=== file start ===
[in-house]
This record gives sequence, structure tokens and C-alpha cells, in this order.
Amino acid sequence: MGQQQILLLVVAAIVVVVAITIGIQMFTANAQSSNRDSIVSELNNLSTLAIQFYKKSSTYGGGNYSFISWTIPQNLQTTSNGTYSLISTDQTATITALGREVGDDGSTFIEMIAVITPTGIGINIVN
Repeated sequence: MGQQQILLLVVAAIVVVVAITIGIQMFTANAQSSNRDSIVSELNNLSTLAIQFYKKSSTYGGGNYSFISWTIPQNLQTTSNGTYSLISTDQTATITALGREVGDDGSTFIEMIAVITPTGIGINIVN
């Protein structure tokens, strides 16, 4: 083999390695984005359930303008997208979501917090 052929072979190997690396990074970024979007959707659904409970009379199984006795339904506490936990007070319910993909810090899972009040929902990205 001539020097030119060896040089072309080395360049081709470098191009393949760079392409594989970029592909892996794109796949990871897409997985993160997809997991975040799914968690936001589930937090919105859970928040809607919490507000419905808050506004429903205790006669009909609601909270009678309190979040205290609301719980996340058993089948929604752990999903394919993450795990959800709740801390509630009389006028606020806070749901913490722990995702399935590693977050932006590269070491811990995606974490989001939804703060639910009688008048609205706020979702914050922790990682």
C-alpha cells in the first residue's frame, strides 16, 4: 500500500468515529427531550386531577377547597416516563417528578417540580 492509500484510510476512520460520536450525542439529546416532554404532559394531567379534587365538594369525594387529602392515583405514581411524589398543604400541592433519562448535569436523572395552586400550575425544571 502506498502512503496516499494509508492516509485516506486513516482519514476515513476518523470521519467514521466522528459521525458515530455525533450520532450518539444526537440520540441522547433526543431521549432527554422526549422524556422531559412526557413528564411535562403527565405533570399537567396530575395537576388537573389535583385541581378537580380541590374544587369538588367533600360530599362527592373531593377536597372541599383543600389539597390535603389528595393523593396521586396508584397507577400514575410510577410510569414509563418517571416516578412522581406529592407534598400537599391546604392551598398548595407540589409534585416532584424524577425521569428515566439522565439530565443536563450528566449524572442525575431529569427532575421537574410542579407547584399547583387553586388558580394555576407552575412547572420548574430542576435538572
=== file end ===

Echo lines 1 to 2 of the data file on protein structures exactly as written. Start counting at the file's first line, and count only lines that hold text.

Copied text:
[in-house]
This record gives sequence, structure tokens and C-alpha cells, in this order.